Claim: A Houston man was sentenced to jail for paying too much child support for his son.
Examples:[Collected via e-mail, January 2014]
Father sentenced to 6 months in jail for paying too much child support. This story is going around....is it real?
Origins: A January 2014 news story about a Houston man named Clifford Hall, who was sentenced to a county jail for 180 days in a child support issue despite his not owing any child support, was widely reported as case of a man who was "sentenced for paying too much child support":
The details of the issue as presented in news accounts were somewhat unclear, but the claim that Hall was punished for "paying too much child support" was a misinterpretation of the facts of the case.
Based on Hall's side of the story, the crux of the matter was that (as maintained by Hall) a court agreement specifying child support and visitation terms was modified without his knowledge, resulting in his underpaying child support and taking custody of his son outside of the court-approved visitation schedule. When Hall found out about the modified terms, in order to
avoid jail time he quickly paid nearly $3,000 in back child support (despite, he claims, having been told during a court appearance several weeks earlier that he was all paid up) and agreed to pay the child's mother $3,000 in attorney's fees.
Nonetheless, Judge Lisa Millard found Hall in contempt of court and sentenced him to 180 days in county jail for some combination of his failure to pay required child support on time, his failure to follow the court's scheduled visitation times with his son, and/or his walking out of the courtroom in the middle of a hearing. (News accounts at the time were murky about which of these factors was the basis for his sentence.)
However, available court records indicate that Hall was straightforwardly held in contempt of court for failure to pay child support in a case which had a motion for contempt dating back to April 2013 (and a court document briefly glimpsed in the Houston television news report about the case shown above displays a header indicating Hall was indeed held in contempt for "for failure to pay child support"). The information presented in news accounts indicating that Hall owed nearly $3,000 in back child support, and that the child's mother had incurred $3,000 in attorney's fees trying enforce their court agreement, suggested that this was an long-running and/or ongoing support issue rather than a sudden and recent one.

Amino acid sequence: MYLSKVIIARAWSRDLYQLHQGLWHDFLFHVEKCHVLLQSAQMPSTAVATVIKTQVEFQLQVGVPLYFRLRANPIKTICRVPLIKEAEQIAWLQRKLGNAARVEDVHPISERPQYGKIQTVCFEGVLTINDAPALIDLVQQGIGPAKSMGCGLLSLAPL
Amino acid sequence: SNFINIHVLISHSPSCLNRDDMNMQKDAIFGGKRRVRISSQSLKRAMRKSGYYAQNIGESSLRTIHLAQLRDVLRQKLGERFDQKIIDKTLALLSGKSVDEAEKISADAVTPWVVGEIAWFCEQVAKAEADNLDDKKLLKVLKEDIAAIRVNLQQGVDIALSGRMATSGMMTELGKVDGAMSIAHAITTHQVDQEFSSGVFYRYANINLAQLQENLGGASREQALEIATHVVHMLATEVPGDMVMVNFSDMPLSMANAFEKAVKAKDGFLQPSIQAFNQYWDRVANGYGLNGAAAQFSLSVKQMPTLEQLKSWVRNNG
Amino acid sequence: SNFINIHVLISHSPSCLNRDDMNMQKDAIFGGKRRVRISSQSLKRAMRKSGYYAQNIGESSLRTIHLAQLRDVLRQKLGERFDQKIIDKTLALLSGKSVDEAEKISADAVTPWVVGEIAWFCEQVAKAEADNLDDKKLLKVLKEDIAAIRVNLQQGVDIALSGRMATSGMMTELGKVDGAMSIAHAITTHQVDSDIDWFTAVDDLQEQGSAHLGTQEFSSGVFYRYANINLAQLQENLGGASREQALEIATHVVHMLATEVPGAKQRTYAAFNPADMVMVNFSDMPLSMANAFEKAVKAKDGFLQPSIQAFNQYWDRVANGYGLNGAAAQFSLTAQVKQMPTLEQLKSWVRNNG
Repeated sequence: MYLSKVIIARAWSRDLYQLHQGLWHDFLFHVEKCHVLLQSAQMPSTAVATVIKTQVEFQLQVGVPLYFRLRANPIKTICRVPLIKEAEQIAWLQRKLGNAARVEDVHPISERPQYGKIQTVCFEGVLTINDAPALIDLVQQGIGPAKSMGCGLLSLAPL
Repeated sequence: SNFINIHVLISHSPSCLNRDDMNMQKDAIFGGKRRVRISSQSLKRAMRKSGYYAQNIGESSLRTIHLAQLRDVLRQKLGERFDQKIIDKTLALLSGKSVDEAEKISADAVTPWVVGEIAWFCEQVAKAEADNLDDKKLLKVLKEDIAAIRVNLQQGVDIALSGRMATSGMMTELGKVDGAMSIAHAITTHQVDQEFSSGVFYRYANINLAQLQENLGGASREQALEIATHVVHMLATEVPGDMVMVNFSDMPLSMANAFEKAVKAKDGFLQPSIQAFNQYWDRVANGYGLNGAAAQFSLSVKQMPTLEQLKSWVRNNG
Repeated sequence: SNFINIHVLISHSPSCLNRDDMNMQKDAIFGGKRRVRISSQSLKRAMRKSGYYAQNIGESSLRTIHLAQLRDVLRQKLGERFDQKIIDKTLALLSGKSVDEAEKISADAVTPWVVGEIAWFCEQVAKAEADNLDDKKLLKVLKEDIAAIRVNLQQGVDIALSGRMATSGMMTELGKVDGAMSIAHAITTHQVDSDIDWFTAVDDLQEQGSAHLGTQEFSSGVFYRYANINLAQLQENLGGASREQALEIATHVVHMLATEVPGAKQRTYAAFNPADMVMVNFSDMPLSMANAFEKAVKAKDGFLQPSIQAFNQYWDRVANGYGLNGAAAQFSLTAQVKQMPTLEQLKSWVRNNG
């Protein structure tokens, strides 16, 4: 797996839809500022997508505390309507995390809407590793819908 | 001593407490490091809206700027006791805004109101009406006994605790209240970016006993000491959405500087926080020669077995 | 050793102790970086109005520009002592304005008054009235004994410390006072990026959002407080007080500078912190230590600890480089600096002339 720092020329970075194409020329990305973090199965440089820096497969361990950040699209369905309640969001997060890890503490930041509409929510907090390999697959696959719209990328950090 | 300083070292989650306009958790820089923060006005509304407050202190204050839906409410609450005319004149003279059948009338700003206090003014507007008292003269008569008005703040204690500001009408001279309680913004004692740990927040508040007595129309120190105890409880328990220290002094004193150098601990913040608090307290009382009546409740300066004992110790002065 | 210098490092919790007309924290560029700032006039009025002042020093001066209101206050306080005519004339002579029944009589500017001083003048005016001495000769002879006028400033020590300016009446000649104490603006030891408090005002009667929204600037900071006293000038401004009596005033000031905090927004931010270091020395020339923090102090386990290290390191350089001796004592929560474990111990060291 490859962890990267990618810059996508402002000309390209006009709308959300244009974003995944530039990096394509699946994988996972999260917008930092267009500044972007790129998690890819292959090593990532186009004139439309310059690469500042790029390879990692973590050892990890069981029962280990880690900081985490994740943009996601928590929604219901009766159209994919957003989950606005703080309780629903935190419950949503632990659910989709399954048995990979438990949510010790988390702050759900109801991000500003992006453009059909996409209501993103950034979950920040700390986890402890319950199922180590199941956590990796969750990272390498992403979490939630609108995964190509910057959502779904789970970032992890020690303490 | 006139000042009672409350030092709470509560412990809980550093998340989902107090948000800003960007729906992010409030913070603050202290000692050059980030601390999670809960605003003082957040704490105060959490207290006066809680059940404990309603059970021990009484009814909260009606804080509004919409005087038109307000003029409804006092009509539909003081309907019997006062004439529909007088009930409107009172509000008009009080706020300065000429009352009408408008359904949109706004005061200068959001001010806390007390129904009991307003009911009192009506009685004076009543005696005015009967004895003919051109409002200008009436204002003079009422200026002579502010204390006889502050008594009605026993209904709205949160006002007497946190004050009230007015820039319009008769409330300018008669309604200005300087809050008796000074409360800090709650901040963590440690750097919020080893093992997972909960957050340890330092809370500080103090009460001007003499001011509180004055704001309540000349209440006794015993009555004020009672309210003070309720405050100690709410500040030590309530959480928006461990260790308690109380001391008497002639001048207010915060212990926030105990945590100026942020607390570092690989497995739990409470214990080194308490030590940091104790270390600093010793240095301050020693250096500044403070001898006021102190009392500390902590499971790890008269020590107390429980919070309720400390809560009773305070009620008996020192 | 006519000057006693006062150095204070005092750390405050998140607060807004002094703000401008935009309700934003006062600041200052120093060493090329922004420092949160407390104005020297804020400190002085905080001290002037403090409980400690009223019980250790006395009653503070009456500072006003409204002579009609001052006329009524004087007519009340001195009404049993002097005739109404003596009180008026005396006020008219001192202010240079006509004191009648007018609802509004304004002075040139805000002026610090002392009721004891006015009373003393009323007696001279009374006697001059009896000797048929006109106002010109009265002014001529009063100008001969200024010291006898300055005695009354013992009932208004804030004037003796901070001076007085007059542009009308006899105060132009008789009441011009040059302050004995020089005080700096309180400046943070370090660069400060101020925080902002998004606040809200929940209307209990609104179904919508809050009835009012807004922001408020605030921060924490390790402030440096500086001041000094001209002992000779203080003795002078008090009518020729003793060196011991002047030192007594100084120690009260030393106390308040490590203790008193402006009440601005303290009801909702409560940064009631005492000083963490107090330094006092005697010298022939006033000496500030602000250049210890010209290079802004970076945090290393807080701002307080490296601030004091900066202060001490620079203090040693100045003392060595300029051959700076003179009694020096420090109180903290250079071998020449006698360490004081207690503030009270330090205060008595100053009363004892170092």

Nothing presented in the original KRIV-TV news report on this case actually stated that Hall "overpaid" child support; it quite clearly said that he paid nearly $3,000 in "back child support," implying that he was paying an amount already past due, even if he was previously unaware he owed it, not overpaying an amount he didn't yet owe. (Later news accounts stated that Hall paid an additional $1,000 over what he already owed.) However, under Texas law, for an obligor to avoid contempt charges in a child support case, he must be current on all child support obligations at the time of the enforcement hearing, not just current on the obligations originally listed in the motion to enforce that prompted the hearing.
Even the most sympathetic explanation, offered by Hall's lawyer, doesn't claim that Hall was sent to jail for "overpaying" child support. Rather, his lawyer maintains that his child support payments were not made on time due to a clerical error, and a recent change in Texas law meant that those who fell behind in their payments (for whatever reason) could not avoid jail time by retroactively getting their accounts up to date:
His falling behind was not even due to his own transgression but, rather, was caused by a clerical error in his paycheck by his employer. The payments were supposed to come out of his check automatically, but it was discovered that the payments were being withdrawn only sporadically. Hall racked up an impressive bill that forced him to pay almost $3,000 in past-due payments.
The problem, as [his lawyer, Tyesha Elam] explained, lies in a law passed back in June 2013 that repeals protections for parents paying child support who may fall behind. Before, if you paid in full after falling behind, there was usually no problem. However, after the statute was passed, that all changed. The law, in Elam's view, was designed to target deadbeats who willfully fell behind and used the protections to their benefit. Now, however, it catches all parents with late payments in its dragnet.
After exhausting his appeals options, Clifford Hall eventually spent eight days in the Harris County Jail and was released on 2 July 2014. Hall may have suffered an injustice, but nothing in the information presented about this case other than catchy headlines and sensationalized re-reporting of the original story supported the interpretation that Clifford Hall was "sentenced for paying too much child support." Others sources reported, more accurately, that Hall was jailed "for failing to pay child support, even though [by the time he was sentenced] he was fully paid up."